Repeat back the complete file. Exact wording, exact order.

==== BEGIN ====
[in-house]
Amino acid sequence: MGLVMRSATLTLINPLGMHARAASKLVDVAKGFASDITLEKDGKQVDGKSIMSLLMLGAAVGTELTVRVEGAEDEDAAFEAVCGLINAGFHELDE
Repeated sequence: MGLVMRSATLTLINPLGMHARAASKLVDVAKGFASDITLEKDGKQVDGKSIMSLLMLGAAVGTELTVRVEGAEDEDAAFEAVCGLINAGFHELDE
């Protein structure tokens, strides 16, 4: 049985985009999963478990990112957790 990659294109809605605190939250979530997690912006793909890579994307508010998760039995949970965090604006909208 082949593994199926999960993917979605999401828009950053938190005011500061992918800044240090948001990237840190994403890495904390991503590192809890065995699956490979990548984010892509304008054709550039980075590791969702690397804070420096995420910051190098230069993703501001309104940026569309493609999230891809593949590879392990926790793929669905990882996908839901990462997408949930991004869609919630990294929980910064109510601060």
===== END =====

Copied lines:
[in-house]
Amino acid sequence: MGLVMRSATLTLINPLGMHARAASKLVDVAKGFASDITLEKDGKQVDGKSIMSLLMLGAAVGTELTVRVEGAEDEDAAFEAVCGLINAGFHELDE
Repeated sequence: MGLVMRSATLTLINPLGMHARAASKLVDVAKGFASDITLEKDGKQVDGKSIMSLLMLGAAVGTELTVRVEGAEDEDAAFEAVCGLINAGFHELDE
């Protein structure tokens, strides 16, 4: 049985985009999963478990990112957790 990659294109809605605190939250979530997690912006793909890579994307508010998760039995949970965090604006909208 082949593994199926999960993917979605999401828009950053938190005011500061992918800044240090948001990237840190994403890495904390991503590192809890065995699956490979990548984010892509304008054709550039980075590791969702690397804070420096995420910051190098230069993703501001309104940026569309493609999230891809593949590879392990926790793929669905990882996908839901990462997408949930991004869609919630990294929980910064109510601060």